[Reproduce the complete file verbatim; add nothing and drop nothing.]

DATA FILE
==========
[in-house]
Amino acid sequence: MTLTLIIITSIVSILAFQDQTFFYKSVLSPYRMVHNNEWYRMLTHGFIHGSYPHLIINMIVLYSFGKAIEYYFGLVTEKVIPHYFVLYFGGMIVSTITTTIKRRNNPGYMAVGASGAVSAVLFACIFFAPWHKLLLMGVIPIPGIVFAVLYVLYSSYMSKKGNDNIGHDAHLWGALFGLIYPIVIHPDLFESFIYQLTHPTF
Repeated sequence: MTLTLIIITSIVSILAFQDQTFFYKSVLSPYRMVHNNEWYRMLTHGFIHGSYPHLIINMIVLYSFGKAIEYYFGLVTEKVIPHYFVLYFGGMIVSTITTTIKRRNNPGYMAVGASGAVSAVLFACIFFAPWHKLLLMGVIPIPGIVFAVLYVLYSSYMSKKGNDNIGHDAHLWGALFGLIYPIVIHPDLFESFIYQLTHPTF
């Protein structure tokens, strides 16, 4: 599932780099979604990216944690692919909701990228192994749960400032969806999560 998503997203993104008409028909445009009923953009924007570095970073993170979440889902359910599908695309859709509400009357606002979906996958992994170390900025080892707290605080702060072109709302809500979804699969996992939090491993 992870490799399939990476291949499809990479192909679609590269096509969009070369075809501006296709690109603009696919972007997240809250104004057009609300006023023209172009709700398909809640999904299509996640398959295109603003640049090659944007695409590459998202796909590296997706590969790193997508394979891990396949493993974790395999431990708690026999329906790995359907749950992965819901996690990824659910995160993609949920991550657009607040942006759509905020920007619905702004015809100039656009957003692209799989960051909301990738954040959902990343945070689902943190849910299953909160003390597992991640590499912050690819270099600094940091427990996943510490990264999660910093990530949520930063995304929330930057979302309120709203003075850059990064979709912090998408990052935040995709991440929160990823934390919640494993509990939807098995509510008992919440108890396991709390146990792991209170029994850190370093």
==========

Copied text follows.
[in-house]
Amino acid sequence: MTLTLIIITSIVSILAFQDQTFFYKSVLSPYRMVHNNEWYRMLTHGFIHGSYPHLIINMIVLYSFGKAIEYYFGLVTEKVIPHYFVLYFGGMIVSTITTTIKRRNNPGYMAVGASGAVSAVLFACIFFAPWHKLLLMGVIPIPGIVFAVLYVLYSSYMSKKGNDNIGHDAHLWGALFGLIYPIVIHPDLFESFIYQLTHPTF
Repeated sequence: MTLTLIIITSIVSILAFQDQTFFYKSVLSPYRMVHNNEWYRMLTHGFIHGSYPHLIINMIVLYSFGKAIEYYFGLVTEKVIPHYFVLYFGGMIVSTITTTIKRRNNPGYMAVGASGAVSAVLFACIFFAPWHKLLLMGVIPIPGIVFAVLYVLYSSYMSKKGNDNIGHDAHLWGALFGLIYPIVIHPDLFESFIYQLTHPTF
């Protein structure tokens, strides 16, 4: 599932780099979604990216944690692919909701990228192994749960400032969806999560 998503997203993104008409028909445009009923953009924007570095970073993170979440889902359910599908695309859709509400009357606002979906996958992994170390900025080892707290605080702060072109709302809500979804699969996992939090491993 992870490799399939990476291949499809990479192909679609590269096509969009070369075809501006296709690109603009696919972007997240809250104004057009609300006023023209172009709700398909809640999904299509996640398959295109603003640049090659944007695409590459998202796909590296997706590969790193997508394979891990396949493993974790395999431990708690026999329906790995359907749950992965819901996690990824659910995160993609949920991550657009607040942006759509905020920007619905702004015809100039656009957003692209799989960051909301990738954040959902990343945070689902943190849910299953909160003390597992991640590499912050690819270099600094940091427990996943510490990264999660910093990530949520930063995304929330930057979302309120709203003075850059990064979709912090998408990052935040995709991440929160990823934390919640494993509990939807098995509510008992919440108890396991709390146990792991209170029994850190370093």